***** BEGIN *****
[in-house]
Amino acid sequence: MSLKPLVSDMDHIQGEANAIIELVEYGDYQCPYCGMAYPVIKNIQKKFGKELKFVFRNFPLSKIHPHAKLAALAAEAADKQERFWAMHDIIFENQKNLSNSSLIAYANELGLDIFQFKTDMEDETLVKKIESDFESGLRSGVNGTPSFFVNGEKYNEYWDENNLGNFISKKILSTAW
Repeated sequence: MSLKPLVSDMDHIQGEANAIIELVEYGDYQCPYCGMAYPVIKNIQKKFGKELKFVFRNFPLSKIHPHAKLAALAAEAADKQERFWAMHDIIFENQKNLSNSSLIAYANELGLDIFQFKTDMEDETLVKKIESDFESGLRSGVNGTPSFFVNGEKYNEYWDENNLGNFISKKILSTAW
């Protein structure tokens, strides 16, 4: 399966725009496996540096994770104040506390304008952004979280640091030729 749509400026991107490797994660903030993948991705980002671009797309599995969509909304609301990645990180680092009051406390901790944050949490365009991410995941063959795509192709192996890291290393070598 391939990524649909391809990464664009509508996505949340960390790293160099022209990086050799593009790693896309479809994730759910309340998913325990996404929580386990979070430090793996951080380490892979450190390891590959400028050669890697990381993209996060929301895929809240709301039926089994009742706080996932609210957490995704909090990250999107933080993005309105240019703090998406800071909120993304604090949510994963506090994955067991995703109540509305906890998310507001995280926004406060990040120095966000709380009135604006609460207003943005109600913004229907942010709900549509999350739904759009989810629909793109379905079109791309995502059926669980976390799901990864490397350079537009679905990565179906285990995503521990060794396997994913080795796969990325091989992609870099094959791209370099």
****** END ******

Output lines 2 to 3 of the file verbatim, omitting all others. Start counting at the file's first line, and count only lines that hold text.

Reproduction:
Amino acid sequence: MSLKPLVSDMDHIQGEANAIIELVEYGDYQCPYCGMAYPVIKNIQKKFGKELKFVFRNFPLSKIHPHAKLAALAAEAADKQERFWAMHDIIFENQKNLSNSSLIAYANELGLDIFQFKTDMEDETLVKKIESDFESGLRSGVNGTPSFFVNGEKYNEYWDENNLGNFISKKILSTAW
Repeated sequence: MSLKPLVSDMDHIQGEANAIIELVEYGDYQCPYCGMAYPVIKNIQKKFGKELKFVFRNFPLSKIHPHAKLAALAAEAADKQERFWAMHDIIFENQKNLSNSSLIAYANELGLDIFQFKTDMEDETLVKKIESDFESGLRSGVNGTPSFFVNGEKYNEYWDENNLGNFISKKILSTAW